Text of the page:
When David Harrison visited Panama in January — nine months after his niece, Caleigh Harrison, vanished from Rockport’s Long Beach last April, he noticed flags were set out on his resort’s beach to notify beach goers of water safety concerns, and he wondered why Cape Ann’s beaches lack this system.
“When I saw that, I realized that a third world country has safety flags for their beach, but we don’t have them in Gloucester or in Massachusetts in general, that just kind of struck a nerve in me,” Harrison said Tuesday. “It’s like this just doesn’t make any sense.”
Harrison and his family members set out contacting state Sen. Bruce Tarr about enacting a similar program in Massachusetts. Tarr wrote up legislation that would allow cities and towns in the state to participate in a program of posting specific and uniform color-coded warning flags at beaches to notify swimmers and beach-goers of water conditions.
The legislation was inspired by the disappearance of Caleigh, the 2 1/2-year-old who disappeared while on an outing with her mother and then-4-year-old sister from Rockport’s Long Beach last April.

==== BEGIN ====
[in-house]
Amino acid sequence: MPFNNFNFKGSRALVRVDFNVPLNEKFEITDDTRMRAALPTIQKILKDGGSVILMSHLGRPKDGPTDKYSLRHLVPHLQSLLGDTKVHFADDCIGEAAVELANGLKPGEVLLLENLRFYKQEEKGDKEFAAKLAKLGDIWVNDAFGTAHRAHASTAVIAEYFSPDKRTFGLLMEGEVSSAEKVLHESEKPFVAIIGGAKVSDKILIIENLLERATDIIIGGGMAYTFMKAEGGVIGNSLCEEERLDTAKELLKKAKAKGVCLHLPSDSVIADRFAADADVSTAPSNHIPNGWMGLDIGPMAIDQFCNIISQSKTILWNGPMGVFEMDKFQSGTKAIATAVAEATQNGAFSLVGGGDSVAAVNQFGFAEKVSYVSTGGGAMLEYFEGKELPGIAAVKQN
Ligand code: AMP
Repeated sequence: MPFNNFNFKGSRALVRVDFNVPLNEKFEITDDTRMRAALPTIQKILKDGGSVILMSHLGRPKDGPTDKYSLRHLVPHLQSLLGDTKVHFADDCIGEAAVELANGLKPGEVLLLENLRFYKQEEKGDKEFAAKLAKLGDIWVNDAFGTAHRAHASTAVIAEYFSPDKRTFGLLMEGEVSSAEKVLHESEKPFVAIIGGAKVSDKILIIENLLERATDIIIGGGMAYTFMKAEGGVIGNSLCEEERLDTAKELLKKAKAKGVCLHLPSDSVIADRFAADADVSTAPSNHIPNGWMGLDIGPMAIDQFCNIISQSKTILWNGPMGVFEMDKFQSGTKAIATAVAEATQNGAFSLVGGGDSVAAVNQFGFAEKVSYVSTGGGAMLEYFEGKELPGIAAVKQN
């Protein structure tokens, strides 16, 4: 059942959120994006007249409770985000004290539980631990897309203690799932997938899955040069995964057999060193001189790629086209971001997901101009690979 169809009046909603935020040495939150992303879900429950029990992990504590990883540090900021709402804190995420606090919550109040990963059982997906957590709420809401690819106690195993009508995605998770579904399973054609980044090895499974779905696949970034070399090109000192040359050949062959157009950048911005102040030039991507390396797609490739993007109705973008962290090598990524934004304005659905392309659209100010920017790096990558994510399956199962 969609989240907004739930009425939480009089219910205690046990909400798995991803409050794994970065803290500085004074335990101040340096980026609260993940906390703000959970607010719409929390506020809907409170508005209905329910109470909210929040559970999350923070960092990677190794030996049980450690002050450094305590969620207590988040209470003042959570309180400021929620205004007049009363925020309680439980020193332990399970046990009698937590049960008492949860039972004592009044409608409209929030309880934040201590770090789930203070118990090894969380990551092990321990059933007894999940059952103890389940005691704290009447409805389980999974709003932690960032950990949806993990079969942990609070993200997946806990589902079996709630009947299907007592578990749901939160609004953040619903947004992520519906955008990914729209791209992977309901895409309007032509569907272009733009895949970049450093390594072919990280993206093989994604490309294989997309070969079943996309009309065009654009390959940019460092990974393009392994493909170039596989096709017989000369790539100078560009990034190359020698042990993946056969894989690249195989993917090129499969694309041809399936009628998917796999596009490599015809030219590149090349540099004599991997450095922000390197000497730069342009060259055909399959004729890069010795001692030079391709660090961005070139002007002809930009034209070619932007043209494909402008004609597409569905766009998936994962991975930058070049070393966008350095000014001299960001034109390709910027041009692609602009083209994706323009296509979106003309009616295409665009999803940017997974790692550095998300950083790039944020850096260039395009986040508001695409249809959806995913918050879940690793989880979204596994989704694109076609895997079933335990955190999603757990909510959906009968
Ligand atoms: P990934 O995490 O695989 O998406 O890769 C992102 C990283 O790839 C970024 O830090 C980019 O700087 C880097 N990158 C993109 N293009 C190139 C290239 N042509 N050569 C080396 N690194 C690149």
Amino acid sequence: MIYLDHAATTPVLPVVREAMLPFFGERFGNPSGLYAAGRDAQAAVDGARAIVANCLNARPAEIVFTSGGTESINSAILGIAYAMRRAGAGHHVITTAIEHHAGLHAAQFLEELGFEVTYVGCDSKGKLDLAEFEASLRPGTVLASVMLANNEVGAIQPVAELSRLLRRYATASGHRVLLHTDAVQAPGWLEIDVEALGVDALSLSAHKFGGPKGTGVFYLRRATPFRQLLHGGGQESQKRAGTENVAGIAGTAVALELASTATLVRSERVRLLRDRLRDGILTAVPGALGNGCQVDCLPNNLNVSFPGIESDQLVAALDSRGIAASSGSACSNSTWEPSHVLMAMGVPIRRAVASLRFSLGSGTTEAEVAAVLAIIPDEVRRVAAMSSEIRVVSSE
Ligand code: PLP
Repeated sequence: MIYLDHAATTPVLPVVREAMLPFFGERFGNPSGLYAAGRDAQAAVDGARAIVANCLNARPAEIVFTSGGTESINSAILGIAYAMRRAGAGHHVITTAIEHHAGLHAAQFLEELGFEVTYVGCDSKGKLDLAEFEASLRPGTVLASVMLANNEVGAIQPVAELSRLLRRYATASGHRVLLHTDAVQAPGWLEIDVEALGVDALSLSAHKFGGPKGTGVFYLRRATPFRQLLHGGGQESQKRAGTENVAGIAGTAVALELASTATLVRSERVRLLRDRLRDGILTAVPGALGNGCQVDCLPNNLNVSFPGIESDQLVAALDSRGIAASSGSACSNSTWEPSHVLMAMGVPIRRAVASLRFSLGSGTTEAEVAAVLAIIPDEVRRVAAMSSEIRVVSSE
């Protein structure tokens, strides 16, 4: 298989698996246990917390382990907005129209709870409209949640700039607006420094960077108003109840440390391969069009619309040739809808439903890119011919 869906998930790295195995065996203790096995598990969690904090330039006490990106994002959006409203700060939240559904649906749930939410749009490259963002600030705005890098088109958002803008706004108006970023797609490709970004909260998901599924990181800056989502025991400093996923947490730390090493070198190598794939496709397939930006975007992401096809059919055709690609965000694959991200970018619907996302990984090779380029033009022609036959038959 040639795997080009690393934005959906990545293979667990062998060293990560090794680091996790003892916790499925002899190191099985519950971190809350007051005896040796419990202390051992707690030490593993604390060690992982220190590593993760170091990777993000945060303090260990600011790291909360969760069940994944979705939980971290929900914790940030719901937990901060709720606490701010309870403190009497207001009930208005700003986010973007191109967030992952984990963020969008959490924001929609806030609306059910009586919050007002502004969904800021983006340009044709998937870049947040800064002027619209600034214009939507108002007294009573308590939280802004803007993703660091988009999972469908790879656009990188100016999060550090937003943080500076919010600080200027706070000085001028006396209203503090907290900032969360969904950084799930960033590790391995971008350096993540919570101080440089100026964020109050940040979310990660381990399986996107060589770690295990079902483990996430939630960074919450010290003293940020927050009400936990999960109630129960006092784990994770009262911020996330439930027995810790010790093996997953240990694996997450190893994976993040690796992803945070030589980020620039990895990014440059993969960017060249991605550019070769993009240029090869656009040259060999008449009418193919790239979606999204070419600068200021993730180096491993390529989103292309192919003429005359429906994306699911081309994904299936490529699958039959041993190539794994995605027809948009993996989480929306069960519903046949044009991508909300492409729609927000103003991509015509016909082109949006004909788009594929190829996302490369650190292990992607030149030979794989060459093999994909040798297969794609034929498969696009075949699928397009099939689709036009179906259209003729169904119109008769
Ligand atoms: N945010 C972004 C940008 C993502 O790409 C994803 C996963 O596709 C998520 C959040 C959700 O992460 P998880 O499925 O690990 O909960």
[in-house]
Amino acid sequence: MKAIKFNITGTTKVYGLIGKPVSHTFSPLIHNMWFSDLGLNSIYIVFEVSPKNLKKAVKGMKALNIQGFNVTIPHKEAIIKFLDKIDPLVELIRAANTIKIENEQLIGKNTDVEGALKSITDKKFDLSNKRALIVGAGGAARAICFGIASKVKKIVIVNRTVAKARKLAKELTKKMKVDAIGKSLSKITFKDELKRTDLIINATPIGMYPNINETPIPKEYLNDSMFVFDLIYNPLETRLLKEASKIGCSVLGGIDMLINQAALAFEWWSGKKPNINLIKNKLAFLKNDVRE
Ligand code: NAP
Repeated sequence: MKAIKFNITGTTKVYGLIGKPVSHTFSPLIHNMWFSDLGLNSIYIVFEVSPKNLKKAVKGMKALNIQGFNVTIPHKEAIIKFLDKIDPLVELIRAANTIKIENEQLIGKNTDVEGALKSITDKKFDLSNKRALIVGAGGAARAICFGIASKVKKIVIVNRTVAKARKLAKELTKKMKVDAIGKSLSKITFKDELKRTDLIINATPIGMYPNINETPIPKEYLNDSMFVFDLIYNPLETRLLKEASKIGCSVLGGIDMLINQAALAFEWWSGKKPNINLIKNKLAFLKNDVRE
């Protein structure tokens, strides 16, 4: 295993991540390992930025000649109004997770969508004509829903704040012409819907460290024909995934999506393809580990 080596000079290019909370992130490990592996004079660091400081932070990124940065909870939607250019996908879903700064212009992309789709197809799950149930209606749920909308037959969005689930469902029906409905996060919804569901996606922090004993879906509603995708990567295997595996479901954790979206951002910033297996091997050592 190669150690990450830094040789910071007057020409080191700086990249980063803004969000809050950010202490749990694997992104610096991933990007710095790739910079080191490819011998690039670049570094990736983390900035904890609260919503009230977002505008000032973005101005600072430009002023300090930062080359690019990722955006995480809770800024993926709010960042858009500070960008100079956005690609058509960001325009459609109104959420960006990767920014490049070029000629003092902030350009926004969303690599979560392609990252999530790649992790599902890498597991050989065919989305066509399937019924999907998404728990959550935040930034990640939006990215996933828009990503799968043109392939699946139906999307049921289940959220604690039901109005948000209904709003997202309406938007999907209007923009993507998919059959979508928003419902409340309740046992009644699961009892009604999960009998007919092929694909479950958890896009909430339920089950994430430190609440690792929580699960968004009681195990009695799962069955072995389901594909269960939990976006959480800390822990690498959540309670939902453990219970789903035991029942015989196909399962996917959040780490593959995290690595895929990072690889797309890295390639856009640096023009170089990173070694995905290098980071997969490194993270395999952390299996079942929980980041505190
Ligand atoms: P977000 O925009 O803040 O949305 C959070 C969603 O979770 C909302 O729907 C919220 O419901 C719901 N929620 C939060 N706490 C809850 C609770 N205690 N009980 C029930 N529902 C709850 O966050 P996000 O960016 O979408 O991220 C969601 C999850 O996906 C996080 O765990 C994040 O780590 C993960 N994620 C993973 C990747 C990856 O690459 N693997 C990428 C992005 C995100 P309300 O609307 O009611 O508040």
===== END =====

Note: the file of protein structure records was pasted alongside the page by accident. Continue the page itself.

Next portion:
The legislation — now called Caleigh’s Law — passed through a hearing with ease Tuesday morning, moving forward to the Senate Ways and Means Committee then the Senate floor for a vote with favorable action from the Joint Committee on Environment, Natural Resources and Agriculture.
“We feel that it’s a huge step and it makes everything that we’ve been doing real,” Harrison said. “This is probably the best day that we’ve had in over a year, just because of how fast this went through and the support we’ve gotten here...If we can save one other person from this happening to them, then we’ve done good.”